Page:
They acquired someone who instantly improved the team’s center depth, someone who can play in all situations, and simply, a winner.
O’Reilly – at the time of the trade – was by far having his worst season statistical-wise, and it questioned some people as to why Toronto would go ahead and acquire someone like him and it even drew some Nick Foligno comparisons, which, in my honest opinion, was dumb because you can’t even compare the two players.
Anyways, after the trade, O’Reilly found success with John Tavares and Mitch Marner almost right away but a shot from Auston Matthews in a game against the Vancouver Canucks derailed that and sidelined him for a bit with a broken finger and returned to game action not too long ago.
But by having him back in the lineup, especially against a team like Tampa Bay, it gives Toronto multiple options as to how to deploy their lines. They could put him as the 2C with Tavares and Marner/Nylander on his wings like how they started when he first got here, they could place him as the 3C and it gives Toronto three lines that could go up against Tampa Bay no problem, or they could put him on the wing on any of the top three lines.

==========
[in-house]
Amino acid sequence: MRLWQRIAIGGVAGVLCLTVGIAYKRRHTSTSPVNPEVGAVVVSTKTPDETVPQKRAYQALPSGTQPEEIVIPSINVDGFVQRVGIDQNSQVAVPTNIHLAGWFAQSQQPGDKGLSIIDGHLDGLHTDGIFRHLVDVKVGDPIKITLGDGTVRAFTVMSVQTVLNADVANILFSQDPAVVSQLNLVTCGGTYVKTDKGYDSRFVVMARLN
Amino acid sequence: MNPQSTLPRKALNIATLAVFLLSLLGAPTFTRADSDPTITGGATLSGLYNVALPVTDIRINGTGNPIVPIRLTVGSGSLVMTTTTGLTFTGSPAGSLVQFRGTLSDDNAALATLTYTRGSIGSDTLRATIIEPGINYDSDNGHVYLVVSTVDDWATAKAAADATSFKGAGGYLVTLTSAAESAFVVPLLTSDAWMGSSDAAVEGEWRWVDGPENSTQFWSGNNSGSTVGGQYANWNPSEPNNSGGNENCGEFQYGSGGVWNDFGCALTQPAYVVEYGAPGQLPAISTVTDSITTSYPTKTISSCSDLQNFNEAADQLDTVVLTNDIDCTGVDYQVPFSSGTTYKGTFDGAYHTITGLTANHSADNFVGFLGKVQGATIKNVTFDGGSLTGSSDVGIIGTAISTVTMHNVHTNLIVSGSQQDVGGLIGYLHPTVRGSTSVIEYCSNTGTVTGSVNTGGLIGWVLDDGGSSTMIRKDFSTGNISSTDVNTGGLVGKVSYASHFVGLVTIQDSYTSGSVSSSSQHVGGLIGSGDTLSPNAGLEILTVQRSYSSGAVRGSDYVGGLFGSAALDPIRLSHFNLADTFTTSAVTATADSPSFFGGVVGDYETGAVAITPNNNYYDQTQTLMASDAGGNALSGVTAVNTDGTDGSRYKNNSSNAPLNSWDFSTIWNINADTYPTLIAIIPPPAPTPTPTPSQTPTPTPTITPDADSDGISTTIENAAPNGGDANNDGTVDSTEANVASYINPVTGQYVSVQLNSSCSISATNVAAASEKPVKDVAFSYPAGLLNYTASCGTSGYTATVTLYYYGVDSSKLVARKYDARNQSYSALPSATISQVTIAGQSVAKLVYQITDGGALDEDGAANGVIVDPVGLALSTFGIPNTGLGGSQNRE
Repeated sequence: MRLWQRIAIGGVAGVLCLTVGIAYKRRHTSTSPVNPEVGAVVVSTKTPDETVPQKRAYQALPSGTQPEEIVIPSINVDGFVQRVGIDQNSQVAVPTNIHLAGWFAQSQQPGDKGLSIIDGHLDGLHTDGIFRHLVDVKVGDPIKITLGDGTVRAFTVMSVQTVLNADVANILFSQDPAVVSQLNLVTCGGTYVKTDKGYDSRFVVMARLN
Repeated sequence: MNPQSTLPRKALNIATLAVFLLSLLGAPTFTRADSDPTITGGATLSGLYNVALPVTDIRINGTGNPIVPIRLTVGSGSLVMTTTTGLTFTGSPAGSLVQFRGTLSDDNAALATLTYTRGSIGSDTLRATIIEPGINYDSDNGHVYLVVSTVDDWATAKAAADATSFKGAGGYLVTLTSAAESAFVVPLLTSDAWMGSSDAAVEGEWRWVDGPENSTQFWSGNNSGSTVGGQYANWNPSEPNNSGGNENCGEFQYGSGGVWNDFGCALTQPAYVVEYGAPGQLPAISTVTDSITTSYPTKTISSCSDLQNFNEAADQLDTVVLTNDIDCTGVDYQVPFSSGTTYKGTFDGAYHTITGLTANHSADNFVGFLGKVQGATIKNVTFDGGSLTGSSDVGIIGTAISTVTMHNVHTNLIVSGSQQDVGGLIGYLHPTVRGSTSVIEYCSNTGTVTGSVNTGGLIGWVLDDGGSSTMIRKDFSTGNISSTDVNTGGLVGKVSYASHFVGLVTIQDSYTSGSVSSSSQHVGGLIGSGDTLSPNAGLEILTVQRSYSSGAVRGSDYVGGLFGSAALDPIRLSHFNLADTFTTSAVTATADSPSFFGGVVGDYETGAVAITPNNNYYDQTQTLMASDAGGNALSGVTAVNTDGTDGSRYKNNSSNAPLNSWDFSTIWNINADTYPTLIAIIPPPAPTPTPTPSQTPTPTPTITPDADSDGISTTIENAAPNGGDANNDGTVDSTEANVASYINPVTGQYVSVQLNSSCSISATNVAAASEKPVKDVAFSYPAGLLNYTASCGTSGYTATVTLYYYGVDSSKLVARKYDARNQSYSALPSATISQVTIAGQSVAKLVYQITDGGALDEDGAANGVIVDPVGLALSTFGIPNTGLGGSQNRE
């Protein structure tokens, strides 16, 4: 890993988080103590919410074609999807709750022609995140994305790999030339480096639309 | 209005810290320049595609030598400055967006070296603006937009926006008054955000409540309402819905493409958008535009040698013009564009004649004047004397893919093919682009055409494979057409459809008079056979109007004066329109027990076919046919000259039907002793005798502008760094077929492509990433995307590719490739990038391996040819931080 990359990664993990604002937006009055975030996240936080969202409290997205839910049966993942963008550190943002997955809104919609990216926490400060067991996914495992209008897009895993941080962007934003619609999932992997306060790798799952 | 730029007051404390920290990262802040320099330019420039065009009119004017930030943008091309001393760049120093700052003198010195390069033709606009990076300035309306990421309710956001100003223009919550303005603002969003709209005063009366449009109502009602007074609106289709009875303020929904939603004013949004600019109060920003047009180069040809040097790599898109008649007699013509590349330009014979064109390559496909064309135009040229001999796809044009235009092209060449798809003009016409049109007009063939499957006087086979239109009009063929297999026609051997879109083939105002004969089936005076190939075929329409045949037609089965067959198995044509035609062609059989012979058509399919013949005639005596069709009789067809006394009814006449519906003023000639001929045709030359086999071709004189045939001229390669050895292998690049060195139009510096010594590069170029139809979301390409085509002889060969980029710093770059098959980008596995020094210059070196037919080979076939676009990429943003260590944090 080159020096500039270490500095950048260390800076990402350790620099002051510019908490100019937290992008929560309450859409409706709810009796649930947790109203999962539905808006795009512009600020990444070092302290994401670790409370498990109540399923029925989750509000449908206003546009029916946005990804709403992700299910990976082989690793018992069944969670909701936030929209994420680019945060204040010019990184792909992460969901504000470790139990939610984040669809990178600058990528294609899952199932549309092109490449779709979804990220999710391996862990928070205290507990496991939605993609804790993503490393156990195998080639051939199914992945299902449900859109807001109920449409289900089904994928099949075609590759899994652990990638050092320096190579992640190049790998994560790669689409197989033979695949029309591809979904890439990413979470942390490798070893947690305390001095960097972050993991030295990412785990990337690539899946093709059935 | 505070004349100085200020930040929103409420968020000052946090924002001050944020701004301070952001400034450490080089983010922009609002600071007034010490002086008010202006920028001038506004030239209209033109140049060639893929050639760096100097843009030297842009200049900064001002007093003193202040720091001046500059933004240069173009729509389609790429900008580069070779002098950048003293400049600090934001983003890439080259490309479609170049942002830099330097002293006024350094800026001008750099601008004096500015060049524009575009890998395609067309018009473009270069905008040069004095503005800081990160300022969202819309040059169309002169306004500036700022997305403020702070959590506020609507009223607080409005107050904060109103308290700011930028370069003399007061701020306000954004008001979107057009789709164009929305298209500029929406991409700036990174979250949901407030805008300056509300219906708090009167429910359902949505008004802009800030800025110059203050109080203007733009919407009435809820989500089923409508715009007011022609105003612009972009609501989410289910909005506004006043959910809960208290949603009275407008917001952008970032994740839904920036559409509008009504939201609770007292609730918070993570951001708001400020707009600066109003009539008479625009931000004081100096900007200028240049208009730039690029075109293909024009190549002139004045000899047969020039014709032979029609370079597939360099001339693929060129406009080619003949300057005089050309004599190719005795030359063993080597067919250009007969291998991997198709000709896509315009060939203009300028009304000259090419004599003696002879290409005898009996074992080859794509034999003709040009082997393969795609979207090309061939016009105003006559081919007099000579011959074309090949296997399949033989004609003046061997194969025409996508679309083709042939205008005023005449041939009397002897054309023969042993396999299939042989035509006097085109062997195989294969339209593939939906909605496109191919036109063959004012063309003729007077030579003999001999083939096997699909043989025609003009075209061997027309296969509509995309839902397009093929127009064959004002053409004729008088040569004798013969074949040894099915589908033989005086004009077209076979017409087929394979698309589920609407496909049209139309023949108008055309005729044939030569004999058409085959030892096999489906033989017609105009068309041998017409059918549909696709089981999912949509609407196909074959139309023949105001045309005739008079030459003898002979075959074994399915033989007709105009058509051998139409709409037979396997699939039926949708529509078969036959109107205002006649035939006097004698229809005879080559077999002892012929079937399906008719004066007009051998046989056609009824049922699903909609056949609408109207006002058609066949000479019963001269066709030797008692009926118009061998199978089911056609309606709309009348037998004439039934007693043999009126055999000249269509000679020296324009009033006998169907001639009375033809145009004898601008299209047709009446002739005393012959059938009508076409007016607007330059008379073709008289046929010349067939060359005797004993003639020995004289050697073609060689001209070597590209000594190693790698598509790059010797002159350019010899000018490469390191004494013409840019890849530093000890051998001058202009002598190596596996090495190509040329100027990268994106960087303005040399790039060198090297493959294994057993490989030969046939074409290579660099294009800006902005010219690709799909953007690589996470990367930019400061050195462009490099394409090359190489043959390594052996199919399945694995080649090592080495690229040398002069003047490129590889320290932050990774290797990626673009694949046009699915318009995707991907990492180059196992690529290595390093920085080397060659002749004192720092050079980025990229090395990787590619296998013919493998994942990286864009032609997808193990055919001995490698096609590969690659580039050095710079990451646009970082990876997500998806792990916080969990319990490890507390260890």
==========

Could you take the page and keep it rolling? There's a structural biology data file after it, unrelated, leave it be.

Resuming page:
Having a top-six of Matthews, Marner, Nylander, Tavares and now O’Reilly, is a lot to handle, no matter who the opponent is, and that’s why I think O’Reilly could be a huge x-factor for this team.
A ton of the attention will obviously be on Matthews and Marner, and rightly so, but look at last year, they both combined for a total of six goals and 11 assists for 17 points in seven games and if it wasn’t for Marner’s play off the pad to Matthews in game five, who knows if they win that game. That’s why I think if those two big guys play how they’ve played all year and last year’s series, it’ll allow the other guys, including O’Reilly to play their game and be that secondary scoring behind Matthews and Marner.